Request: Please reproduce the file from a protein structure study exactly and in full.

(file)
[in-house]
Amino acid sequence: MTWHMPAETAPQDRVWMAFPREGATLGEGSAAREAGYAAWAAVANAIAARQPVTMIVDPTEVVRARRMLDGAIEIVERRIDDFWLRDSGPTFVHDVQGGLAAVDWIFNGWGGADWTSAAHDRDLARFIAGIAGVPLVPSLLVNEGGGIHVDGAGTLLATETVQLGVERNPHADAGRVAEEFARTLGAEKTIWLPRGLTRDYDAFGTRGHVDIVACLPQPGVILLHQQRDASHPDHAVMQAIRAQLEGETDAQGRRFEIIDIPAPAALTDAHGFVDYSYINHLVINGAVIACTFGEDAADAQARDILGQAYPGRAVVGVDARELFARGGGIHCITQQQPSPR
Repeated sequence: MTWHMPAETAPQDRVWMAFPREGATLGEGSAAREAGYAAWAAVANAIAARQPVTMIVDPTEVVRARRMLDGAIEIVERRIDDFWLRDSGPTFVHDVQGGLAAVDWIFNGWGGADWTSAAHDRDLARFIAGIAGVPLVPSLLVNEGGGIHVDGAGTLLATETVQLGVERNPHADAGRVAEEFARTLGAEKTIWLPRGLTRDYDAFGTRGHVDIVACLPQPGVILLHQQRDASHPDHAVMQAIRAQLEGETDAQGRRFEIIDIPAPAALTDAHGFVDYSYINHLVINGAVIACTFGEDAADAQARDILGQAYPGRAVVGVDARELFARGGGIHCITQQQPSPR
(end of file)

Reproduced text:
[in-house]
Amino acid sequence: MTWHMPAETAPQDRVWMAFPREGATLGEGSAAREAGYAAWAAVANAIAARQPVTMIVDPTEVVRARRMLDGAIEIVERRIDDFWLRDSGPTFVHDVQGGLAAVDWIFNGWGGADWTSAAHDRDLARFIAGIAGVPLVPSLLVNEGGGIHVDGAGTLLATETVQLGVERNPHADAGRVAEEFARTLGAEKTIWLPRGLTRDYDAFGTRGHVDIVACLPQPGVILLHQQRDASHPDHAVMQAIRAQLEGETDAQGRRFEIIDIPAPAALTDAHGFVDYSYINHLVINGAVIACTFGEDAADAQARDILGQAYPGRAVVGVDARELFARGGGIHCITQQQPSPR
Repeated sequence: MTWHMPAETAPQDRVWMAFPREGATLGEGSAAREAGYAAWAAVANAIAARQPVTMIVDPTEVVRARRMLDGAIEIVERRIDDFWLRDSGPTFVHDVQGGLAAVDWIFNGWGGADWTSAAHDRDLARFIAGIAGVPLVPSLLVNEGGGIHVDGAGTLLATETVQLGVERNPHADAGRVAEEFARTLGAEKTIWLPRGLTRDYDAFGTRGHVDIVACLPQPGVILLHQQRDASHPDHAVMQAIRAQLEGETDAQGRRFEIIDIPAPAALTDAHGFVDYSYINHLVINGAVIACTFGEDAADAQARDILGQAYPGRAVVGVDARELFARGGGIHCITQQQPSPR